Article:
Chairman of Asda Lord Stuart Rose recently – and controversially – stated that employers should be legally obliged to support their employees’ health.
So where does the law currently stand in terms of the duties it imposes upon employers. And how would Lord Rose intend the law to be extended?
Currently, there are remedies available to employees whose employers fail to look after their health, but these are claims that an individual might bring after being failed by their employer, such as stress at work, personal injury or disability discrimination claims for reasonable adjustments under section 20 of the Equality Act 2010: Adjustments should be made to an employee’s system or place of work, where the employer knows that an employee is disabled and is put at a disadvantage by some aspect of their work or workplace, and therefore more likely to suffer an injury/disadvantage than an able bodied comparator.
There are few laws that mandate an employer to actively protect their employees’ welfare, but these are mainly contained within health and safety legislation such as the Health and Safety at Work Act 1974.
There is, however, much more emphasis on employers being aware of and taking steps to protect their employees’ mental health these days. Since July 2019, ACAS and the TUC have published their own guide on this and there have been studies such as The Stevenson/Farmer review of mental health and employers. The Health and Safety Executive has also published guidance for businesses and employers: HSE management standards for work-related stress.
The Health and Safety Executive recommends a five-step approach to risk assessments for work-related stress. By following this correctly an employer will demonstrate that it has taken a “suitable and sufficient” approach to its duty to undertake a risk assessment to protect employees from stress at work:
- Identify the stress risk factor
- Decide who might be harmed and how
- Evaluate the risks and develop solutions
- Record findings
- Monitor and review the action plan and assess effectiveness
Interestingly, what Lord Rose seems to suggest is a situation where the employer steps into the shoes of the NHS by identifying health care need and if necessary, providing basic health care provision. Some employers already do provide this type of old fashioned philanthropic care, for example by providing on-site chiropody or physiotherapist services in physically demanding workplaces, to try to keep a healthy workforce and minimise sickness absence and of course minimise the risk of claims against the business. In fact, Lord Rose has referred to his own experience of providing breakfast and even breast screening services at Marks and Spencer. However, this is rather different to employers being mandated by law to protect their employees health. The idea is sound, but in practice, could be difficult to enact and legislate for.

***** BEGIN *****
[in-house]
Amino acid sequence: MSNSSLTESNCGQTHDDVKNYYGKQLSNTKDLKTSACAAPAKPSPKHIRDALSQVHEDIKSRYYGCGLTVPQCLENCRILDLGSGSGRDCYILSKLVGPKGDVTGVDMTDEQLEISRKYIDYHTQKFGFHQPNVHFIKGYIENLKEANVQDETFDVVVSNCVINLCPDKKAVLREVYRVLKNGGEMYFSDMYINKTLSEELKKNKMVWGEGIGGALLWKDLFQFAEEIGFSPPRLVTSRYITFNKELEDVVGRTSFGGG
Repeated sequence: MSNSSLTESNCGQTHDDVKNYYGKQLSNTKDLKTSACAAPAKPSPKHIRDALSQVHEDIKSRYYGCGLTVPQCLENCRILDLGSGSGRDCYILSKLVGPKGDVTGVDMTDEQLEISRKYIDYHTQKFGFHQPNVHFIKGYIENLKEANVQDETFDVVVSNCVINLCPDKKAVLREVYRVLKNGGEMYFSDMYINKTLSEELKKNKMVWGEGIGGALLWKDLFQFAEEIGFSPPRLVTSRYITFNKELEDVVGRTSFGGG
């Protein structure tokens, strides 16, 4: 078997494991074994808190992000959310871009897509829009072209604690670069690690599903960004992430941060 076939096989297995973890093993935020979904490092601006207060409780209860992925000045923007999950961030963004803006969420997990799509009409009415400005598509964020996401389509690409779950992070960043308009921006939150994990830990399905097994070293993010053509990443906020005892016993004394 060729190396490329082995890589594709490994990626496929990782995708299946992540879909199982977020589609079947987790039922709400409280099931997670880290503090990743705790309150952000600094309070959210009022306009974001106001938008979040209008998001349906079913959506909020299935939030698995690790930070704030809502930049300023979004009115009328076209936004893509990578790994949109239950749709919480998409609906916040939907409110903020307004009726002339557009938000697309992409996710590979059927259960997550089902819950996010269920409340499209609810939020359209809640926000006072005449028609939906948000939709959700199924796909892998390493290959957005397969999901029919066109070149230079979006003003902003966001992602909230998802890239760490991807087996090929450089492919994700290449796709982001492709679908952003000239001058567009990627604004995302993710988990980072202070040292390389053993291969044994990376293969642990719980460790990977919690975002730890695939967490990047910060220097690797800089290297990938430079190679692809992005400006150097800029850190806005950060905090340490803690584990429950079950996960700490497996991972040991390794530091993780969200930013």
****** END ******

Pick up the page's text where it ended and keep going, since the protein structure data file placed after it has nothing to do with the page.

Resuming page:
If Lord Rose is suggesting that employers step into the shoes of the NHS to provide basic healthcare provision/protection, then robust legislation would be required to enforce this as an obligation, including consideration of GDPR provisions. Employers would routinely have access to employees’ confidential and sensitive health information which must be managed with utmost care. It is unclear whether the idea would be to add to existing legislation or to enact other separate legislation but some businesses might object to the additional burden of responsibility.
His proposal raises many pertinent questions: Is this just a “by stealth” privatisation of the NHS? Would this provision by the employer be at its own cost, or could it be passed on to the employee? Would it be mandatory for an employee to avail his or herself of the employer’s facilities and what penalty would ensue if he or she failed to do so? How would this affect the employer or employee’s tax position – would this be a benefit in kind or, as it would be part of a legal requirement, not treated as such? Would this obligation extend to all companies, even smaller ones, and how would at risk individuals be identified? What penalties would be put in place for employers who did not comply with the obligations and who would enforce these obligations?
The proposal is an interesting one, but one which requires much more consideration and consultation.
Victoria Schofield is a solicitor at Slater and Gordon